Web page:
1
$\begingroup$

I know this is exactly the same as this question. But the proof detailed uses restrictions, and I'm not familiar with that. The way I want to prove this is by the standard method of showing two sets are equal since both $\phi(G)$ and $G$ are both sets correct?

If we have groups $N,K,G$ where $N \leq K \leq G$.
Given:
$\phi(N) = N$ $\forall \phi \in Aut(K)$
$\phi(K) = K$ $\forall \phi \in Aut(G)$
Show:
$\phi(N) = N$ $\forall \phi \in Aut(G)$

First we pick $x \in \phi(N)$ and show $x \in N$ where $\phi: G \rightarrow G$ is an automorphism.

However, this is where I'm not sure what to do. Am I even on the right track here?

$\endgroup$
  • $\begingroup$ Maybe try looking up what restrictions are before dismissing them. I'm not sure there's a solution that doesn't use them. $\endgroup$ – jgon Apr 15 at 17:27
  • $\begingroup$ I don't seem to think that saying "I'm not familiar with that" implies that he is dismissing them (i.e. treating them as unworthy of serious consideration) $\endgroup$ – Dean Young Apr 15 at 17:38
2
$\begingroup$

Maybe let's just talk through why restrictions is the way to go.

Suppose we have $\phi\colon G \to G$ an automorphism. We want to show that $\phi(N) = N$. Since $K$ is characteristic, we know that $\phi(K) = K$. Now consider the map $\varphi\colon K \to K$ defined by $\varphi(k) = \phi(k)$. Since $\phi(K) = K$, we see that $\varphi$ is surjective. I'll leave you to check that $\varphi$ is injective and a homomorphism. What we've shown then, is that $\varphi$ is an automorphism of $K$, so since $N$ is characteristic in $K$, we see that $\varphi(N) = N$. This tells us that $$\text{for every }x \in N,\ \varphi(x) = \phi(x) \in N.$$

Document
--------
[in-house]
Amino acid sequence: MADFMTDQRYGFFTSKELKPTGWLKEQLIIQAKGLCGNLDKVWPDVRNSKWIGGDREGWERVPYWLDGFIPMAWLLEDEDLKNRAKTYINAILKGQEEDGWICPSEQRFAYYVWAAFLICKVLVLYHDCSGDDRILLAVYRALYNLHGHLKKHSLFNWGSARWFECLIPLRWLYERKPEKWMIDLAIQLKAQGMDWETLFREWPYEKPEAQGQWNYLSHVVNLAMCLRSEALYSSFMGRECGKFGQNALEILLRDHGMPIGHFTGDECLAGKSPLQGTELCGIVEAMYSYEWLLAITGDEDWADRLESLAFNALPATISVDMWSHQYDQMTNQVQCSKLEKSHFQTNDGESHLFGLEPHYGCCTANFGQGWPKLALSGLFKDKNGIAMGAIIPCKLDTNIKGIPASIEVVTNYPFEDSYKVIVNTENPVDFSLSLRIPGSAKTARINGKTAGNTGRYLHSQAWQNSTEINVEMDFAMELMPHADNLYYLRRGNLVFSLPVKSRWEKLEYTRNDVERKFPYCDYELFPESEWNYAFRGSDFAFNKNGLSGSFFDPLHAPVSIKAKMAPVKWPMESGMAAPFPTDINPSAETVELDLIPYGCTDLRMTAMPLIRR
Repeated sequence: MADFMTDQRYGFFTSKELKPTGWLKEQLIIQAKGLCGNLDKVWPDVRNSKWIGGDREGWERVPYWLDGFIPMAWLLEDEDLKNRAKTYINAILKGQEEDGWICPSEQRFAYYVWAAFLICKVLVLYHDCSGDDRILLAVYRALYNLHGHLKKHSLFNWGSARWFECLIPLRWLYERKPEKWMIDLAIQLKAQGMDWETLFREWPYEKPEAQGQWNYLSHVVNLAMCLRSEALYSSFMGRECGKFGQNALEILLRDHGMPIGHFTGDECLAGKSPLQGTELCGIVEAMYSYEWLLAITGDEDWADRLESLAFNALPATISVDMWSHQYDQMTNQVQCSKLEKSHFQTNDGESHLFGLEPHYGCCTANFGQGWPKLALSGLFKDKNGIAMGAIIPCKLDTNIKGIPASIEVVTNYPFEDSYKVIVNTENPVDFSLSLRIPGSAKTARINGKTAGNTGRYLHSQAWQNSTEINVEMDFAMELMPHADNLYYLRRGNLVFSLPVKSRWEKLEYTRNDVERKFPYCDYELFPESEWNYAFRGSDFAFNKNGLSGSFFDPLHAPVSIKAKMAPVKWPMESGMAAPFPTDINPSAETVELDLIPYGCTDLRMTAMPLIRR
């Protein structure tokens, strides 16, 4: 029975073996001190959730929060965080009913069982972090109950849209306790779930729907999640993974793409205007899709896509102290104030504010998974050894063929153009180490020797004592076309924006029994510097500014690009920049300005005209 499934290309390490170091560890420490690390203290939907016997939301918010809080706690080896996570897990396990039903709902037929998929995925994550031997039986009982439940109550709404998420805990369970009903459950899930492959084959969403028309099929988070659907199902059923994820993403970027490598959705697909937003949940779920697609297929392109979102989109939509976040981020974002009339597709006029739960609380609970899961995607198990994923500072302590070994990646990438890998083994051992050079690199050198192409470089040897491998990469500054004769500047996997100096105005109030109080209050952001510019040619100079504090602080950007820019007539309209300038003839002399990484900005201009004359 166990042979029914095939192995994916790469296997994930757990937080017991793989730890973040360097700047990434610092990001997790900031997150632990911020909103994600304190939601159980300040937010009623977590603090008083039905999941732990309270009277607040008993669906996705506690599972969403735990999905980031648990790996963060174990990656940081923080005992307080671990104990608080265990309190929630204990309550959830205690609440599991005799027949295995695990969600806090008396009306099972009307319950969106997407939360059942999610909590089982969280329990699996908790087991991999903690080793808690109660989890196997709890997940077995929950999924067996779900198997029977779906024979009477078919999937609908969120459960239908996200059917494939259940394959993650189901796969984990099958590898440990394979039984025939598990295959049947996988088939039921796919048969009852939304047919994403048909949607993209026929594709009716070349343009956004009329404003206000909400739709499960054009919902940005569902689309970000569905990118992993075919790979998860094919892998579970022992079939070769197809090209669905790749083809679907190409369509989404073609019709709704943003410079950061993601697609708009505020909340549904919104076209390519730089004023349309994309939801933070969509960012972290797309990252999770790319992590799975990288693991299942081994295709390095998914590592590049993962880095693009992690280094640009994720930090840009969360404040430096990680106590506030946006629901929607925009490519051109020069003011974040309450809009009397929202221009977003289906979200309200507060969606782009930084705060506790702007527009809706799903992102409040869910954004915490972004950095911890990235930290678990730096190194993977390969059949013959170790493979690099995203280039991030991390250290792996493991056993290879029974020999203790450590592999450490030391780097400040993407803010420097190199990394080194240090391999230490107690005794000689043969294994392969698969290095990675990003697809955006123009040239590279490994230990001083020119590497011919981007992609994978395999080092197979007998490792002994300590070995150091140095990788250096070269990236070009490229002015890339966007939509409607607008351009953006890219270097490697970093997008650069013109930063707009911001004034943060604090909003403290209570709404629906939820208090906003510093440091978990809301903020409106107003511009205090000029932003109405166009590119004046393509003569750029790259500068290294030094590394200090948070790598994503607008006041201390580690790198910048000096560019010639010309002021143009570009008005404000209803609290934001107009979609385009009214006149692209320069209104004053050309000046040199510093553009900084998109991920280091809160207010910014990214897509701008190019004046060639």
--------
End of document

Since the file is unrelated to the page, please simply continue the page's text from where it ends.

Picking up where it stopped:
Therefore we conclude that $\phi(N) = N$.

Actually, if you've done your exercise, you've shown something a little more: $\varphi$ is exactly what we mean by restriction: $\phi|_K$ means look at what happens if we forget about what $\phi$ does to group elements outside of $K$. Since $K$ is a subgroup, you've shown that $\phi|_K$ is still a homomorphism.

$\endgroup$

Your Answer

By clicking “Post Your Answer”, you agree to our terms of service, privacy policy and cookie policy

Not the answer you're looking for? Browse other questions tagged or ask your own question.